Tony: , when I go back, even when we were talking earlier and I'm saying, okay, but can it be set in a boundary and not trying to have the aha moment , and I still feel like at, when somebody is through it, well past whatever , the break was with the narcissist mm-hmm.

that they often do almost find themselves in a spot where they feel like maybe if I would've been able to just pull this Zen mindfulness thing, . I would've calmly just grabbed my stuff and left, you know? And that I, yeah. But I feel like, again, we, but we have to go through it because I still feel like our brain's still trying , to make sense of things, even if we are aware, because, and I think that's why I struggle with that, going back from, all right, I promise I'm not trying to get them to understand, but, here's this boundary.

Even if it's to lead the people out of the wilderness or whatever. , but then I still kind of go back to this place of, but then I feel like down the road, We do, we kind of feel like, ah, , what would that have looked like if I could have , just left calmly and quietly and known that I never was gonna get that exactly right.

But then I don't think that can happen in the moment. I, I don't think it can. I don't know if that's something. Yeah. 

Kristin: Cause we're just, no, I just think we're so heightened in our own emotional state. Right. We're human. We're human, we're not, yeah. , and especially when you have so many years built up of stuff, right?

Yeah. And then that situation like that where everyone's talking about all the things and the family that have happened, you just, you're human. You're gonna respond in a human way. Yeah. Even if you know the right way to be in that moment.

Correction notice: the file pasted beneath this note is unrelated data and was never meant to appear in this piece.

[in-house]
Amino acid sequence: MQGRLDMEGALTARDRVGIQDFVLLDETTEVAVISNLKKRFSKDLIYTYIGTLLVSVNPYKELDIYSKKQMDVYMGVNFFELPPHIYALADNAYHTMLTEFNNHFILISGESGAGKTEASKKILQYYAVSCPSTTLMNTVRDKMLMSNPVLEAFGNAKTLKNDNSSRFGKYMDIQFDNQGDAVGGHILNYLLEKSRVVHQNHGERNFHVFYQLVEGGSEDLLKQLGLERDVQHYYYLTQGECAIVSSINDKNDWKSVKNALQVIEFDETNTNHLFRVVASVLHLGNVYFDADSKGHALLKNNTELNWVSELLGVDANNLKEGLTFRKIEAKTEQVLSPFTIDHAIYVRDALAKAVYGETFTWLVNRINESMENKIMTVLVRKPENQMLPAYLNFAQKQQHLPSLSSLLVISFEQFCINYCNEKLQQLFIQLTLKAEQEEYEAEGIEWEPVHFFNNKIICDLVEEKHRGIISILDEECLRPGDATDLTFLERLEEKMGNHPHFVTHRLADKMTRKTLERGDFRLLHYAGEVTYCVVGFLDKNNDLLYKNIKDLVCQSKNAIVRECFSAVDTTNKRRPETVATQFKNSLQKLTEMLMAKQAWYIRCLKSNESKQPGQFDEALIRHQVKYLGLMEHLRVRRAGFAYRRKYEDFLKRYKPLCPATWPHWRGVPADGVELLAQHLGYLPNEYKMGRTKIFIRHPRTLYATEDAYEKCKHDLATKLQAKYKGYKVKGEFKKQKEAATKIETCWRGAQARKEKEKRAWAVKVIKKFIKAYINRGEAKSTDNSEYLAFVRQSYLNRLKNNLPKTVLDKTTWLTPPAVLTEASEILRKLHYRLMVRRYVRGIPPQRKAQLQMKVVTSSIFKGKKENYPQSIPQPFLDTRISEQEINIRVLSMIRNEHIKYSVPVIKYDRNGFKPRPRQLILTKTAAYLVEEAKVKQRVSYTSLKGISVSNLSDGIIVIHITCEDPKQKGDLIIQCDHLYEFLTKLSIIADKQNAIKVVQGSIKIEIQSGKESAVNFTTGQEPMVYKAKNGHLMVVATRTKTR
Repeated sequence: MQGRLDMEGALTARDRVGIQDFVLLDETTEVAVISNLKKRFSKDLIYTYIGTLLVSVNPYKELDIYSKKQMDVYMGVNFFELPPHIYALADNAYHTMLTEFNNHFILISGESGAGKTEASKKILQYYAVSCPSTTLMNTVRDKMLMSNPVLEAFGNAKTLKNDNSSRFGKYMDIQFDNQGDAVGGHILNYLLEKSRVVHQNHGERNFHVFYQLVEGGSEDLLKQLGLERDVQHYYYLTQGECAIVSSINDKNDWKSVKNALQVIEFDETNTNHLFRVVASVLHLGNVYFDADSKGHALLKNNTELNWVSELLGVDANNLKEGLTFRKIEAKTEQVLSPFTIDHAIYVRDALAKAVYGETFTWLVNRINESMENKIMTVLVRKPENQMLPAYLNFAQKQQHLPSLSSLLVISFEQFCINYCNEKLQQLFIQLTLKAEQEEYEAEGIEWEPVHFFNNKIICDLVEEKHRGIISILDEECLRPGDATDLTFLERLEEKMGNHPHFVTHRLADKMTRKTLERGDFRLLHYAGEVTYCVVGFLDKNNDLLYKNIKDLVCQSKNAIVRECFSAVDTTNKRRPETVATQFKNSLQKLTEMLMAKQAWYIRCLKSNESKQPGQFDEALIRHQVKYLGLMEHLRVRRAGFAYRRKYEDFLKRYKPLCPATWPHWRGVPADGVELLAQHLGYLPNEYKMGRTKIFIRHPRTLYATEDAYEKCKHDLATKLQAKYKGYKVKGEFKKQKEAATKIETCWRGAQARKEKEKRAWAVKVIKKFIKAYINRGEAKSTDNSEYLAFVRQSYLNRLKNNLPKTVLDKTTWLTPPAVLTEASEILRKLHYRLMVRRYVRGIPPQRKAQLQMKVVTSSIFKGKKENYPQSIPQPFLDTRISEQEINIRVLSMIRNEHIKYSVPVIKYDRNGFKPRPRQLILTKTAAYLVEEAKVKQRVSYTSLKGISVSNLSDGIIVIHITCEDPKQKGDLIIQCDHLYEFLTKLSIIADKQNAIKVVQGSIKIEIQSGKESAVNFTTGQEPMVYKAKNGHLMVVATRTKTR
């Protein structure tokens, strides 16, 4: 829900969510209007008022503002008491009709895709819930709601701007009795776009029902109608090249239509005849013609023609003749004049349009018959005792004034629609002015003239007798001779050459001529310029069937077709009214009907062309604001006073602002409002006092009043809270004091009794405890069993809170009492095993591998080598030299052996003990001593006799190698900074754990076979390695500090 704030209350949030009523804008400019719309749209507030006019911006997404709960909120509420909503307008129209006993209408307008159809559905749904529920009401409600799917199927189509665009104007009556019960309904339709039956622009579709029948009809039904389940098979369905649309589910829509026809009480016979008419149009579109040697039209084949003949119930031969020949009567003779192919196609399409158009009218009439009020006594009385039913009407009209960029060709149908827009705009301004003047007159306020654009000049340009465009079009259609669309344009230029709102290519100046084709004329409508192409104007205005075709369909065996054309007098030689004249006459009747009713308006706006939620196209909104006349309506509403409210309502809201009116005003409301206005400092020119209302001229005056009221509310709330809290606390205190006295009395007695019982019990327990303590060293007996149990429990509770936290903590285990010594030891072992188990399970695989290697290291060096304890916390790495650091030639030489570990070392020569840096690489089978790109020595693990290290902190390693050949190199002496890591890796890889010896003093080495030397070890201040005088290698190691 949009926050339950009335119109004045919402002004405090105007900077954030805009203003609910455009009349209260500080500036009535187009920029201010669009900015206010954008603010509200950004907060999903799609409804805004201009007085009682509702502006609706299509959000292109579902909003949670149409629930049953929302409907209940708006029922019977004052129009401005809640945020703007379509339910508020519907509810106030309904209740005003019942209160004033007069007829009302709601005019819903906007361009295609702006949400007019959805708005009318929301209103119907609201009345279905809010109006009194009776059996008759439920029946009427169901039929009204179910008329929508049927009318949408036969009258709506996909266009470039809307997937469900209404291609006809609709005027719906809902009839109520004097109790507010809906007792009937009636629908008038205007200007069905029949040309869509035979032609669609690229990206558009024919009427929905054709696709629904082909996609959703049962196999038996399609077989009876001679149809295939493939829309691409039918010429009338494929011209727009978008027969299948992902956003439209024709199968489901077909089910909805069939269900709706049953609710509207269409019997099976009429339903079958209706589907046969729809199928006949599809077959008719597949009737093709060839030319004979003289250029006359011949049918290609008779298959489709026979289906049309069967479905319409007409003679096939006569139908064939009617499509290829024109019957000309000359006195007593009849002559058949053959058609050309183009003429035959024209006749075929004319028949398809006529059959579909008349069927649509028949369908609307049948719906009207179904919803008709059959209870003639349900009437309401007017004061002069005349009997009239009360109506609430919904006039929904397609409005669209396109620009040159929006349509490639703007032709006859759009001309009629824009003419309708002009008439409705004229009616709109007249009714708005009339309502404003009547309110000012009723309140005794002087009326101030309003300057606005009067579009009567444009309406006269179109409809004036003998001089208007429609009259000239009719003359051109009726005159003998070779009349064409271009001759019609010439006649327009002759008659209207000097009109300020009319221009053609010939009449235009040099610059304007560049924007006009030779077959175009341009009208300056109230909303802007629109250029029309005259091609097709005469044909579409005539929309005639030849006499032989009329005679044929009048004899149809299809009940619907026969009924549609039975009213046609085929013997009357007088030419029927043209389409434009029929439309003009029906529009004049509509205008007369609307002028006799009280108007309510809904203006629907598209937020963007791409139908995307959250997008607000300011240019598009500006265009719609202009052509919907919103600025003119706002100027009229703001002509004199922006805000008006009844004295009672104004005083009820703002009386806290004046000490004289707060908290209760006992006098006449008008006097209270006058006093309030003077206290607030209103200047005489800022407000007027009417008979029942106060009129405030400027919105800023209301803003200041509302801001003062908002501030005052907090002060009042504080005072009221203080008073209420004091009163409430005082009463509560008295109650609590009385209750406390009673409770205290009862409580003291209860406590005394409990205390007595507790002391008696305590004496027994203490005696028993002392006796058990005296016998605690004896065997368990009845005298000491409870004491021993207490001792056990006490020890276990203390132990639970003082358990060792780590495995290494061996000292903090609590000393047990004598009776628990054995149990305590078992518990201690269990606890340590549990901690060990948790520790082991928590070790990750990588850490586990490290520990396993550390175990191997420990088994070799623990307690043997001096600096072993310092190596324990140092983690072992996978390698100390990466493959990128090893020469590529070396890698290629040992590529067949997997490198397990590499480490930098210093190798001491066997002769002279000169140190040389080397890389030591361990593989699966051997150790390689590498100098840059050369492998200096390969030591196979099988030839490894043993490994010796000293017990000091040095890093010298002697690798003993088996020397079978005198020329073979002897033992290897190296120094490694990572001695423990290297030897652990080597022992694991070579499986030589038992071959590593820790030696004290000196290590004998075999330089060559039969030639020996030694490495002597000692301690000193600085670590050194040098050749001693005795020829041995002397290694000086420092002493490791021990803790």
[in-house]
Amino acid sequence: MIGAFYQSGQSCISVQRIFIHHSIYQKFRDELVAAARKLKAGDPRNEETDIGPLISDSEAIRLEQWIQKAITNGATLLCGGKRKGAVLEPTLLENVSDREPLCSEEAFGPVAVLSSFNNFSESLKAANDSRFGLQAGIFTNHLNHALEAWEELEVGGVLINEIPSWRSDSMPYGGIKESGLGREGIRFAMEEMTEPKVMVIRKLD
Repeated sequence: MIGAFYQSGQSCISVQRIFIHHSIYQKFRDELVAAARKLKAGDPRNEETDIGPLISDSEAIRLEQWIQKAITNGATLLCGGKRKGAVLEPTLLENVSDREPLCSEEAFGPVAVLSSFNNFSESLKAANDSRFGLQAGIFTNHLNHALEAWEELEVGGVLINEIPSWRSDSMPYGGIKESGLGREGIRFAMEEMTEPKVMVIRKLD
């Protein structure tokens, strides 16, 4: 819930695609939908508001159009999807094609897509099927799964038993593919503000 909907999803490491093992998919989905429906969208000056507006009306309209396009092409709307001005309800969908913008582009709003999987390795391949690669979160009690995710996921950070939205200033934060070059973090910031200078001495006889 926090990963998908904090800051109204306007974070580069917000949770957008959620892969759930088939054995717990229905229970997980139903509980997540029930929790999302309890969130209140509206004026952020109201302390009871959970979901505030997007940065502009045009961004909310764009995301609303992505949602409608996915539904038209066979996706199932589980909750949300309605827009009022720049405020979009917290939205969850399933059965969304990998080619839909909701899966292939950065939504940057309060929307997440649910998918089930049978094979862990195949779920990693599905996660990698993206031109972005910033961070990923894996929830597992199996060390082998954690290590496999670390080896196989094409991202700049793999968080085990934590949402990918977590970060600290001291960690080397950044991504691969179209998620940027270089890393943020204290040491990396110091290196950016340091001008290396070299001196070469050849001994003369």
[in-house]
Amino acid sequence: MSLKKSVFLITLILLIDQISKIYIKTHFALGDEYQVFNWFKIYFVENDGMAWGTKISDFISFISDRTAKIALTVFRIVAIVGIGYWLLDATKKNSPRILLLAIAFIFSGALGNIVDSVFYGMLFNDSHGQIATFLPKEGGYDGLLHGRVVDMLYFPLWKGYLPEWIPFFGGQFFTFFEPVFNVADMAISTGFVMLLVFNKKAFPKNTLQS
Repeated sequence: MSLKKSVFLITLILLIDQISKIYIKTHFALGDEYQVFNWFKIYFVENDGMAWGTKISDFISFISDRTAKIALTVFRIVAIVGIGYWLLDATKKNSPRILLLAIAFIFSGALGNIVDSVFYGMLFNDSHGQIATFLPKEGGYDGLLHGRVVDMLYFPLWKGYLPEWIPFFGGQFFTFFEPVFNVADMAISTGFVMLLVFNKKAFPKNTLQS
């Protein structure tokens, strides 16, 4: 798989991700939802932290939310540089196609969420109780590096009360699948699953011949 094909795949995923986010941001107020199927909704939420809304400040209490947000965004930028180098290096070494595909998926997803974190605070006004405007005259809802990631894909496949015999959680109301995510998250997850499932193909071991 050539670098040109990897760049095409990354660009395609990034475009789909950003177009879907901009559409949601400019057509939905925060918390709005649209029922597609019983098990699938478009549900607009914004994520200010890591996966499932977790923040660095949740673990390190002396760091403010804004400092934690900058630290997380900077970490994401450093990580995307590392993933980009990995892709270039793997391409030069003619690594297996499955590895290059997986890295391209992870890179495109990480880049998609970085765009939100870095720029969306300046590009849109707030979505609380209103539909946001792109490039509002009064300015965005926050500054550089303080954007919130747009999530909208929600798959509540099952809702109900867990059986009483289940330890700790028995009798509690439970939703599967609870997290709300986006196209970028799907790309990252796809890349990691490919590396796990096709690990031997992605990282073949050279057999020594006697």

Tony: You know what's funny? I, I ran into one, , story of someone telling me about a friend of theirs.

And this is so funny cuz I feel like I've got one example of where a woman was in a relationship with a guy that had extreme narcissistic traits. And then when she was aware, Then she left. Mm-hmm. and, and it sounds so simplistic, but even then this person, this was saying, , , how did she do it?

And then she identified that she grew up , with a secure attachment at home, so Right. She had been taught that, well, you don't put up with that sort of thing. Yeah. You don't waste time or energy. And so I feel like it's almost sad to think that I've got one anecdotal , example of that, cuz I think maybe that's what my brain wants to say.

How do we help people get to the point where, oh, I'm not putting up with this at all, but Yes. Yeah. , 

Kristin: but if most people don't come from healthy attachments. Yeah. Which I would find, I have a curiosity about all of it too, the thing I wonder about, just because I have, I would say like 70% of who I see, they have some family member with narcissistic traits.

Yeah. You know, they're dealing with, I'm like, why is it so pervasive? Have you thought about this? Like, 

Tony: no. All the time.